Advanced fertility technology increases chances of successful conception and healthy baby


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What's New in Health Care 2014

MORE COUPLES THAN ever are turning to in vitro fertilization to help build their families.

Over the past decade, the number of IVF treatment cycles performed annually has risen dramatically as more couples choose this powerful technology to achieve their family-building goals. In 2003, doctors performed approximately 113,000 treatment cycles; that number rose by 50% to about 165,000 in 2012. In that same year, babies conceived via IVF made up 1.5% of the 3.9 million births in the United States.

“More couples are choosing to delay starting their families,” says Dr. John Storment, medical director for FertilityAnswers—a multicenter network of offices providing fertility care to over two-thirds of Louisiana. “This means that many women are older when they are ready to conceive, and this ultimately results in more couples needing IVF services.”

Rapidly advancing IVF technology has accomplished two much-needed goals. First is the patient’s markedly improved chances of successful conception and delivery of a healthy child. And second, with new technology there is a much lower risk of multiple gestations with twins, triplets or more.

“The goal of infertility treatment is for each patient to have one healthy child at a time,” says Dr. Bobby Webster, reproductive endocrinologist at FertilityAnswers. In the past, doctors often had to transfer three or more embryos during IVF to boost the chance of pregnancy, especially in older moms. As the technology expanded and IVF pregnancy rates climbed, so did the rates of multiple gestations. Between 1971 and 2011, the rate of multiple births doubled in the U.S., from 1.8% to 3.5%. That spike has been almost entirely due to fertility treatments.

“The problem with twins and triplets,” says Webster, “is that such pregnancies are dangerous for both moms and babies. Mothers pregnant with twins and triplets have much higher risks for gestational diabetes, Cesarean sections and a dangerous form of hypertension called pre-eclampsia. Pre-term labor is a frequent occurrence. Twins are delivered about a month prematurely, on average, and most will require close observation in an intensive care unit on a ventilator. The risks are even higher for triplets and beyond.” 

The average number of embryos transferred per cycle has been steadily declining in all age groups over the past decade. Two years ago, a study in England confirmed that transferring more than two embryos does not increase the odds for a successful live birth. In fact, IVF is no longer the top culprit for high-risk multiple births. Rather, that distinction belongs to the uncontrolled use of ovulation-inducing fertility drugs, such as Clomid.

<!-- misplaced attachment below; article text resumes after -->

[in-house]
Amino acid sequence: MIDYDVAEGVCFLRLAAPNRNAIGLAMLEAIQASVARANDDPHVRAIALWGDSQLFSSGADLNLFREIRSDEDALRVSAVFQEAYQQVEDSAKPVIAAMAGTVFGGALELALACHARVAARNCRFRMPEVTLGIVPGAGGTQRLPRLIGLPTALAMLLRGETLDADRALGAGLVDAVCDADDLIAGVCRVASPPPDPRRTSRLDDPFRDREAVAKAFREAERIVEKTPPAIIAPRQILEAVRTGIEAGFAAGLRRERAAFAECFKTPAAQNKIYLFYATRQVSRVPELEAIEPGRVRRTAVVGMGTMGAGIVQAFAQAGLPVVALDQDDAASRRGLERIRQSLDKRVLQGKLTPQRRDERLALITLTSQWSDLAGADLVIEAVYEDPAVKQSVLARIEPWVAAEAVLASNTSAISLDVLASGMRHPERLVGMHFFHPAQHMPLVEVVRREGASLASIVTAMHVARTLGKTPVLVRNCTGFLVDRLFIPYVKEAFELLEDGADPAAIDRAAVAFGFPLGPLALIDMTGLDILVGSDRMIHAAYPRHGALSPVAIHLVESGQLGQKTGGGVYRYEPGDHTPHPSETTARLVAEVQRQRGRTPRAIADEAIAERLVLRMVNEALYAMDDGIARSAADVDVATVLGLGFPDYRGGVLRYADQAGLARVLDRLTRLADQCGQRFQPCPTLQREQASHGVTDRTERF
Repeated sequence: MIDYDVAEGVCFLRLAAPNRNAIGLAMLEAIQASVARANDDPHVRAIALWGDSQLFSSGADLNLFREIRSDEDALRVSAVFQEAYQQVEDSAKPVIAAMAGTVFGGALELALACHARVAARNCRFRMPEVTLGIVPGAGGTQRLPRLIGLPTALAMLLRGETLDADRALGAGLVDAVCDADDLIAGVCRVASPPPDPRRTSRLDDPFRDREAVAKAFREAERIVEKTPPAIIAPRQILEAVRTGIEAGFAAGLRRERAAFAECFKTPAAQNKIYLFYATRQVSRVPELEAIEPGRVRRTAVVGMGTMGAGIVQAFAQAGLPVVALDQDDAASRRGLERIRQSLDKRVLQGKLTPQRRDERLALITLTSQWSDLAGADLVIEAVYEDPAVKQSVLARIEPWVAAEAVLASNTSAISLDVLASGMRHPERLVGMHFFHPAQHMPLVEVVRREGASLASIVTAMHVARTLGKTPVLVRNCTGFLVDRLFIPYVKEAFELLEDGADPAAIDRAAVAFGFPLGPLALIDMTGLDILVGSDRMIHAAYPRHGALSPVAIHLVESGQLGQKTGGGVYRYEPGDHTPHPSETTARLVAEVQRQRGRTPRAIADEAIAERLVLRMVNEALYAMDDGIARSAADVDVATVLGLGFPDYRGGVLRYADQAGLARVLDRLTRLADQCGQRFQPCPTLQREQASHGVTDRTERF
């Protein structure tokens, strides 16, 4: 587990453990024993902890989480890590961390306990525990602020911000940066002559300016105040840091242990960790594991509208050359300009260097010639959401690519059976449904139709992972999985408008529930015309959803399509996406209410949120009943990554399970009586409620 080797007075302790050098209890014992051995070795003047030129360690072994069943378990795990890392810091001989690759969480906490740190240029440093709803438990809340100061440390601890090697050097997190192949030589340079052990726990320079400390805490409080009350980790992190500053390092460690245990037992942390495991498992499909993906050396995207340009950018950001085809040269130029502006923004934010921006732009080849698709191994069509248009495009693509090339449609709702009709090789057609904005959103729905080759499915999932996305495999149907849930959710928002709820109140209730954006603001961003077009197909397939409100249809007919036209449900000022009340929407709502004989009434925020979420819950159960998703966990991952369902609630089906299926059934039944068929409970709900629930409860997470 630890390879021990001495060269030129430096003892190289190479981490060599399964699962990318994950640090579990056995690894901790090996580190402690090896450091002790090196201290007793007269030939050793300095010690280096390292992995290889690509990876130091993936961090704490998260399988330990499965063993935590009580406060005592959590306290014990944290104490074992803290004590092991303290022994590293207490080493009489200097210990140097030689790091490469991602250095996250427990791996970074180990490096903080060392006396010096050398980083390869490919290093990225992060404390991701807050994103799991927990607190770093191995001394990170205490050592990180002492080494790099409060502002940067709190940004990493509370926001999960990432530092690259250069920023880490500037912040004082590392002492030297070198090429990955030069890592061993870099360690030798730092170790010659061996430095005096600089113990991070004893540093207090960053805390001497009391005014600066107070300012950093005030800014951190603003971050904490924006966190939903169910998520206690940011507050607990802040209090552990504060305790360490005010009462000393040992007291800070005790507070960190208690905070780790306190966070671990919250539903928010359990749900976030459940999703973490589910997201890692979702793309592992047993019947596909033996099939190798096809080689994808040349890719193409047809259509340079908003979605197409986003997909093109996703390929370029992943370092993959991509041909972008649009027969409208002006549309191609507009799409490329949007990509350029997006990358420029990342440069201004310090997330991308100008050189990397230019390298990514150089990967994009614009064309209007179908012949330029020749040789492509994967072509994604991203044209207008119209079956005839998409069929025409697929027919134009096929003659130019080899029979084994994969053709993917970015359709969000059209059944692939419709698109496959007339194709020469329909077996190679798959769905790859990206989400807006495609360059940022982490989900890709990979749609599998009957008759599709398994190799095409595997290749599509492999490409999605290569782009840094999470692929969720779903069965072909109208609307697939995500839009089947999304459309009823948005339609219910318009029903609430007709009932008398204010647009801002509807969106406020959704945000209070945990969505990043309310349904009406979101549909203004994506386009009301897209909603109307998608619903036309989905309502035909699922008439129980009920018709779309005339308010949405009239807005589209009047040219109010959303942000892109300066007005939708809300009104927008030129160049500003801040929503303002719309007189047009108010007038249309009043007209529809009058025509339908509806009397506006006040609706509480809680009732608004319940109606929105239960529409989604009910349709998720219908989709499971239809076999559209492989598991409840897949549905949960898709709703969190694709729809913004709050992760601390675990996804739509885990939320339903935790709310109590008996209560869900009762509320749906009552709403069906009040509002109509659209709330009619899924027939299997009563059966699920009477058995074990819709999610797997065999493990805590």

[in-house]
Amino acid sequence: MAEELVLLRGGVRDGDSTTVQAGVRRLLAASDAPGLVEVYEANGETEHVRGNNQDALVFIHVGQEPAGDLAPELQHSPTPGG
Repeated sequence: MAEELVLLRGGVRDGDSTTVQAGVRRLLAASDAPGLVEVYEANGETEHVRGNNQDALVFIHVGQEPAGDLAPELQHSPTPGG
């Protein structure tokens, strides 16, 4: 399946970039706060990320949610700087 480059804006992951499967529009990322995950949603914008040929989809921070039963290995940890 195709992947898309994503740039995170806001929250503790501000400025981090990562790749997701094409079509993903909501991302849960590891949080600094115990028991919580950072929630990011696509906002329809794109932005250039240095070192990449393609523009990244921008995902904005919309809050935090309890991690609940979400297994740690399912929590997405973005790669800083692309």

Newer technology now allows doctors to improve the chance of success even further by transferring only one genetically normal embryo at a time. Pre-implantation Genetic Screening (PGS) helps to answer the question of which embryos have the greatest potential to become a healthy pregnancy and baby. Aneuploidy occurs when an embryo has too many or too few normal chromosomes and occurs most frequently at the time of fertilization in humans. It is a major cause of miscarriage and increases dramatically with maternal age. To test for aneuploidy in embryos, a few cells are taken from the outer layer of the embryo during an IVF procedure and screened for chromosomal abnormalities. PGS gives the patient two advantages: 1) 99% certainty the embryo has the correct number of chromosomes, thereby increasing the chance for a healthy pregnancy, and 2) transfer of only one embryo thereby dramatically decreasing the chance of multiple gestations. The pregnancy rate following transfer of just one normal screened embryo is the same as that following transfer of two unscreened embryos.

Some couples request an extension of this technology, also known as Pre-implantation Genetic Diagnosis (PGD), to detect specific genetic conditions that may run in their families, such as Tay-Sachs disease, cystic fibrosis, muscular dystrophy, Fragile X syndrome or spinal muscular atrophy. Dr. Storment recalls a recent case: “We recently had a couple come to us who discovered they were both carriers for a rare and lethal form of brittle bone disease after their first child died within hours of birth. In a subsequent IVF cycle, we were able to test their embryos to determine which were not affected with the disease and they were able to have a healthy child.”

PGS or PGD may be recommended for couples undergoing IVF when:

• one or both partners has a history of heritable genetic disorders,

• one or both partners is a carrier of a chromosomal abnormality,

• the mother is of advanced maternal age,

• the mother has a history of recurrent miscarriages or prior IVF failures, or

• the couple wants the best chance of conception when transferring a single embryo.

In the U.S., an average IVF cycle costs about $12,400. The overall chance for a baby is about 1 in 3. But the odds depend largely on the age of the woman. For those under age 35, success rates are conservatively more than 40%. By age 42, chances fall to about 10% per cycle.

In vitro fertilization continues to be the most powerful and successful form of fertility treatment. Dr. Storment reiterates, “The key is to use technology in a safe, ethical and effective way to not just help a woman conceive at all costs, but to conceive a healthy pregnancy.” 

FertilityAnswers  |  888.467.2229  | http://www.fertilityanswers.com





Pre-implantation Genetic Screening (PGS) helps to answer the question of which embryos have the greatest potential to become a healthy pregnancy.

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